Editorial: The future of smartphones is now
Up until recently, it’s seemed like the smartphone industry has been focusing on cramming the highest resolution screen and fastest processor into the largest phone possible before people complained it was the size of a tablet. Many of these smartphones may have been beautiful machinery, but many lacked the latest updates, the highest quality build materials and even reasonable battery life.
This is where the newly Google-owned Motorola came in last year with the Moto X. Saying it was going to take a new approach with a device that had specs that could satisfy not only the casual user, but more, had a high build quality. Going further, it would have a reasonable price, especially for an unlocked smartphone and was extensively tested and optimized, giving an amazing user experience, great battery life as well as fast updates to the latest version of Android.
This brings me to the one company that I believe is taking this “Googerola” approach even further and that’s the newly-founded OnePlus, the startup of ex-OPPO exec Pete Lau.
It may be true that OnePlus has been bashing its competitors through marketing a bit while it has not even shown off its device yet, but with its approach to the upcoming smartphone and being open with the Android community all along the way through its forums and even a Reddit AMA (Ask Me Anything), the new company is surely one to watch.
While I’ve been excited about the OnePlus One from the beginning (I’m a huge fan and supporter of CyanogenMod), what prompted me to write this and what validated my excitement was a recent post from Lau.
When OnePlus announced the processor being used in its device, we learned it wasn’t the newest on the market. Advising they spent countless hours testing numerous CPUs, Lau said that his company chose a 2.3GHz quad-core Qualcomm Snapdragon 800 processor because while it’s not the latest, it provided the best speed, battery consumption and heat management.
“Yes, and the higher number may have given us a slight marketing advantage while not providing any noticeable change in performance,” Lau said. “But ‘Never Settle’ doesn’t mean we tip the scale to one extreme, and let our users suffer the imbalance.”
This is exactly what Motorola was trying to also achieve last year when many said they wouldn’t buy the Moto X with its “outdated” processor and 720p screen. Despite these factors it ended up being one of the most popular and successful Android phones of 2013. It just so happened it was also was optimized to compete with the best of them.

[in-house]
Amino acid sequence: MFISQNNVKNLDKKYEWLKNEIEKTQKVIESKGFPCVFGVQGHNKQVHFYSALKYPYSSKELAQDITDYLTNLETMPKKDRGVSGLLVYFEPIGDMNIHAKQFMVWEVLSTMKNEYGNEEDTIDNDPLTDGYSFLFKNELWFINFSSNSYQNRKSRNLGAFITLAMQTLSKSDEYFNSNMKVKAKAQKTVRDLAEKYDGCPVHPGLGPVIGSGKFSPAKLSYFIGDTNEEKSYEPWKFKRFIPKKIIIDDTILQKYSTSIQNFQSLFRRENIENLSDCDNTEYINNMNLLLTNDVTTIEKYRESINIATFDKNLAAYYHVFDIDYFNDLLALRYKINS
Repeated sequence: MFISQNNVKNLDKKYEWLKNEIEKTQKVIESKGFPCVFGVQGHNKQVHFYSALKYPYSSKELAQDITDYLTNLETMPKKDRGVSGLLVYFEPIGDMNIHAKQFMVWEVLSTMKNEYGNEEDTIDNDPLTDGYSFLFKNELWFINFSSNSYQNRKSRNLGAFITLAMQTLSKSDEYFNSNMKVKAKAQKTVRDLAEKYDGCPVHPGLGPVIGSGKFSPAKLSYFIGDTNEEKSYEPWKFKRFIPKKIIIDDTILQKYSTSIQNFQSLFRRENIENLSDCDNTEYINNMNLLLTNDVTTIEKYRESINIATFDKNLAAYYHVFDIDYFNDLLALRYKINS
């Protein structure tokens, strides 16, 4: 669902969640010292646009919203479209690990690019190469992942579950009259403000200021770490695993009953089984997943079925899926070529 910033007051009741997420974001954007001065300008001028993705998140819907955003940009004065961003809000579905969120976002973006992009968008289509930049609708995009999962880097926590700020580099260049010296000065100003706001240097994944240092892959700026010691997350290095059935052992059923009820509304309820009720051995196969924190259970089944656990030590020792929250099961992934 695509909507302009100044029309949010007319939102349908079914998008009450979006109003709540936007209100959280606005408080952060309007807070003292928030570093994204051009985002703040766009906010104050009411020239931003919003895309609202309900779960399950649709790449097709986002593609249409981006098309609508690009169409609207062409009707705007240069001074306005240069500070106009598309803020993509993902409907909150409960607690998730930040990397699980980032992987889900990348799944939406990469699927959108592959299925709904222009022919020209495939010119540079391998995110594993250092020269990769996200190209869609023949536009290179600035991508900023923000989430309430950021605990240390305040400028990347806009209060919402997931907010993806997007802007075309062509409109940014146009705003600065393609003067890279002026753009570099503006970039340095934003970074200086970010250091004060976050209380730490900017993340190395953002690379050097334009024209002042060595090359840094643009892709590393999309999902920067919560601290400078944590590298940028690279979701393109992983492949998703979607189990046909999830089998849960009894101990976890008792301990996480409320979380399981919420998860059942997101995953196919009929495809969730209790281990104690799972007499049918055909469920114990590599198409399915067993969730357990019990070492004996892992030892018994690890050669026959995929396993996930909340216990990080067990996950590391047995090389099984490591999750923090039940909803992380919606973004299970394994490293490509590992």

To me, it seems like Motorola started something — companies focusing on the overall experience for the smartphone user rather than just trying to win the specs race. The OnePlus One will be a very fast and powerful smartphone, don’t get me wrong, but the company is focusing on releasing an optimized phone that also runs one of the best builds of Android, CyanogenMod, that was created to give Android users what they always wanted, whether the latest updates since it didn’t come from their carrier, useful tweaks or even a built-in theme engine.
Before I move on to my last point, I just need to touch on some of the specs and features of this unannounced beast, since we may have not had the chance to touch on them recently here at AndroidGuys. OnePlus also announced that the One will have a 5.5-inch display, but a body that’s the same size as a phone with a 5-inch display, it’s said to feature touch-less controls like the Moto X and will be sold at under $400 for an unlocked LTE smartphone, something pretty much only accomplished previously by Google’s Nexus program.
Finally, I’d like to finish by saying while, all these features are great, the best thing about the OnePlus Plus One is that it seems to be focusing on the customer, whether through its features, price or engagement, being open nearly every step of the way and trying to get feedback from those who will be using and developing for the phone. Much of the OnePlus One remains to be seen, but from the way things have been going, it seems like the company may also be trying to offer its customers some customization, which Motorola did with its Moto Maker. I’m not sure what extent they will take this to, but a leak from the Evleaks may give a hint of something we’ve never had the choice of before with the same smartphone, the choice of either capacitive or on-screen navigation buttons. As someone who has been with Android from nearly the beginning and evolved from capacitive to on-screen nav, it’s a very important feature to many and I imagine this could only be part of the ability to customize this device.
In closing, it seems like Motorola may have started it, but companies, especially the new OnePlus, are realizing that specs may be important to some degree, but they aren’t the only thing that matters and people want a device that is nearly perfect all around that they can customize to their liking. It may be a while until we see the high level of customization and unlimited upgrade-ability of Project Ara, but the OnePlus One is due in Q2 and the Moto X successor is coming late summer, so it’s going to be an interesting year. The future of smartphones is now and it’s going to be awesome.
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